Filmmakers Dan Shor And Eric Norcross Explore Manhattanville, To See What Blight Looks Like In New York City

by Dan Shor on August 16, 2010

Manhattanville is an area in Harlem where Columbia University wants to build a new, $6.3 billion campus. But the owners of one gas station and two self-storage facilities in the area have for years now refused to sell. So, to invoke the use of eminent domain, Columbia got the state to declare the intended area of their new campus “blighted” – a vague, broad term that under New York law means the area is substandard or “insanitary,” deteriorated or deteriorating, or is “an area which has a blighting influence on the surrounding area.” This declaration was affirmed by the state’s highest court in June, 2010.

Substandard or insanitary, deteriorated or deteriorating – it sounds like it could be just about anywhere in New York City; you’d hardly eat a pretzel off the sidewalk in any of the five boroughs. Is Manhattanville so different from the rest of New York? What does blight mean in a place like New York?

OOTS News sent filmmakers Dan Shor (who may look familiar; he played Billy the Kid in Bill and Ted’s Excellent Adventure) and Eric Norcross (he didn’t have a role in Bill and Ted’s Excellent Adventure) to Manhattanville. They came back with film of an area that, except for the “Get Columbia Out” signs, looks a lot like a lot of the rest of the city – they also stumbled on the possibility that Dan Shor’s pants may soon be condemned.

- Arin Greenwood

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  • Scott

    BILL S. PRESTON ESQUIRE and TED THEODORE LOGAN – WOO!!!!! According to his IMDB profile, Eric Norcross would have been a child when Bill & Ted was made. On the subject matter, is it better to have an establishment like Lincoln Center to increase foot traffic to an area than say a slum that attracts dancing street gangs (if you’re a jet you’re jet all the way from your first cigarette to your last dying day). Think about it.

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  • Justin Chase

    “Blighted” is just about anywhere you find a sufficiently high concentration of low-class domestic (non-immigrant) Negros and immigrant (usually illegally) Latins (PRs, Dominicans, Guatemalans, and Mexicans) and they don’t keep up the housing/retail stock, bring gang banging with them, and drive the neighbothood into the toilet so that nobody will invest in that area anymore,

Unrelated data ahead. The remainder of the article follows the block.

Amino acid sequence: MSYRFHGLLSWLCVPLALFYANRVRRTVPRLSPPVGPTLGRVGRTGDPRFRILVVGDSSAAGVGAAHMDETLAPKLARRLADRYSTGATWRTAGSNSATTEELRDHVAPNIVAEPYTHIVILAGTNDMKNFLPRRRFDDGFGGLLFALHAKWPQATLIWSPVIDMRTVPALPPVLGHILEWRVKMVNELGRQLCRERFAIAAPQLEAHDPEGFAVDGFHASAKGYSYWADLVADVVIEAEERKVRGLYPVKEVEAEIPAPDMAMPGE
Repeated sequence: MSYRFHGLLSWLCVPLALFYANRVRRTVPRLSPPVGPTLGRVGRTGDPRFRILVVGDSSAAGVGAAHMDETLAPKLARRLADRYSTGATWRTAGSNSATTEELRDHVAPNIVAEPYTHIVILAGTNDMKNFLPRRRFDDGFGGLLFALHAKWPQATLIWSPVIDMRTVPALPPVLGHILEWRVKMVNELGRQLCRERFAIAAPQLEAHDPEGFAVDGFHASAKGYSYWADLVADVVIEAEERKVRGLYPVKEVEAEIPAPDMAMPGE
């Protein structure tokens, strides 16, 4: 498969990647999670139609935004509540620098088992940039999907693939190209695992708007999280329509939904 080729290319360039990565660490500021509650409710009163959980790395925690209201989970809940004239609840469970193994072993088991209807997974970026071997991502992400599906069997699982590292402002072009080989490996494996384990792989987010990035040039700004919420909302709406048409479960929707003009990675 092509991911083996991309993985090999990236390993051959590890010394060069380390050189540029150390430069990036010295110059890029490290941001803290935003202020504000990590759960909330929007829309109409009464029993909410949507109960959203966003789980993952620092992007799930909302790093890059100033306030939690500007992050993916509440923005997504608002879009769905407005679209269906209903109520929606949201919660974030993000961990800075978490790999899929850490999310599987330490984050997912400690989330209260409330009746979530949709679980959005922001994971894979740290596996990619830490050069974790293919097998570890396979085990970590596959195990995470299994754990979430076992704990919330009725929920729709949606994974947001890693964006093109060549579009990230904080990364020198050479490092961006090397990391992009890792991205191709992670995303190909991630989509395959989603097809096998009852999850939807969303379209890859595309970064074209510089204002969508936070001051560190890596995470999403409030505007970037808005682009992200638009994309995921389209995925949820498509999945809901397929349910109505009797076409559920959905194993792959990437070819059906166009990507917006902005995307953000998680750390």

Let Columbia take not only Manhatanville, but virtually all of Harlem and the Bronx, and ship the displaced Negros and Latins to Freshkills with some refugee tents a la Haiti.

  • Carolyn

    It’s scary the amount of power government currently has. I applaud you guys for taking a stand for the private owners.

  • the Success Ladder

    Great job on the site, it looks wonderful. I am going to bookmark it and will make sure to check often

  • Eric M. Norcross

    Good to see a lot of feedback on this. 16 FB recommendations and I’m pretty sure we crashed the Vimeo servers… no, I wish. Maybe on the next one.

    If anyone is truly interested in eminent domain and the level NY State has used it in the past, check out Robert Caro’s Pulitzer winning book “The Power Broker” – it’s a big read but it’ll knock your socks off. It’s the biographical story of Robert Moses, the man who reinvented bureaucracy and how Eminent Domain is used. It’s also a good character study of a many who tried to rebuild a city he passionately hated.

    He is the one who built all those ugly public housing projects (many of which you see in the video above). He built all the highways, expressways, off-ramps in New York. He built the Long Island Expressway, re-built Riverside Park, Central Park and on and on and on. He built many bridges and beaches – yes, he literally built beaches (Jones Beach was his biggest success). He was also incredibly racist – which is why there is no Riverside Park in Manhattanville – but a “blighted” neighborhood. Notice how Riverside Park stops at Harlem and then continues at Hamilton Heights? Whenever he was forced to build a playground in Harlem, he would decorate it with the imagery of “monkeys”.

    When the Interstate Highway system was enacted, state reps from all over the country met with Moses to learn how to use Eminent Domain to build them. He was the main influence and it all goes into what is happening today.

    Again, there’s a lot more to this story than most people realize.

  • http://none louis

    Some one is getting their pockets lined

  • Scott

    In response to louis:
    Isn’t it human nature to think internally? It’s so funny that people are always shocked by the discovery of others being dishonorable when trying to make a buck. It was our human nature thousands of years ago and its the same now. We have not changed, just the appearance of the world around us has thanks to eminent domain.

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